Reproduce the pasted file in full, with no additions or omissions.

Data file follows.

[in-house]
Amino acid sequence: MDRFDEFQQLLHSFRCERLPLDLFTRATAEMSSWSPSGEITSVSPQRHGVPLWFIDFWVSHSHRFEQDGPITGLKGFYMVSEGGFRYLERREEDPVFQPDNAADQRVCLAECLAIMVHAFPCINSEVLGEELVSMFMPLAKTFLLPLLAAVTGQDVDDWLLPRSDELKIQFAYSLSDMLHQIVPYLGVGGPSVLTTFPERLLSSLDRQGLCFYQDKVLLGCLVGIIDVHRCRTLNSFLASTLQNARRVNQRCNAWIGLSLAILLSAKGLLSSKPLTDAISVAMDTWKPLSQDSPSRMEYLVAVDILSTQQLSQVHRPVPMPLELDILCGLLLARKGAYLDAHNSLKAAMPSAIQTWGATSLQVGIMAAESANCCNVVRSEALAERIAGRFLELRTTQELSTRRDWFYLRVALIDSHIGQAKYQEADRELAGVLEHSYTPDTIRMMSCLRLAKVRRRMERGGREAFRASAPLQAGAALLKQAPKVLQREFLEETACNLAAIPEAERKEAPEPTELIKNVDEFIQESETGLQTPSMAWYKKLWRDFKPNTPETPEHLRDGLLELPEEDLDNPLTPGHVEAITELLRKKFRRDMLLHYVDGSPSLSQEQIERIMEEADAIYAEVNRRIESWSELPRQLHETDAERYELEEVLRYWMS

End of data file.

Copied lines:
[in-house]
Amino acid sequence: MDRFDEFQQLLHSFRCERLPLDLFTRATAEMSSWSPSGEITSVSPQRHGVPLWFIDFWVSHSHRFEQDGPITGLKGFYMVSEGGFRYLERREEDPVFQPDNAADQRVCLAECLAIMVHAFPCINSEVLGEELVSMFMPLAKTFLLPLLAAVTGQDVDDWLLPRSDELKIQFAYSLSDMLHQIVPYLGVGGPSVLTTFPERLLSSLDRQGLCFYQDKVLLGCLVGIIDVHRCRTLNSFLASTLQNARRVNQRCNAWIGLSLAILLSAKGLLSSKPLTDAISVAMDTWKPLSQDSPSRMEYLVAVDILSTQQLSQVHRPVPMPLELDILCGLLLARKGAYLDAHNSLKAAMPSAIQTWGATSLQVGIMAAESANCCNVVRSEALAERIAGRFLELRTTQELSTRRDWFYLRVALIDSHIGQAKYQEADRELAGVLEHSYTPDTIRMMSCLRLAKVRRRMERGGREAFRASAPLQAGAALLKQAPKVLQREFLEETACNLAAIPEAERKEAPEPTELIKNVDEFIQESETGLQTPSMAWYKKLWRDFKPNTPETPEHLRDGLLELPEEDLDNPLTPGHVEAITELLRKKFRRDMLLHYVDGSPSLSQEQIERIMEEADAIYAEVNRRIESWSELPRQLHETDAERYELEEVLRYWMS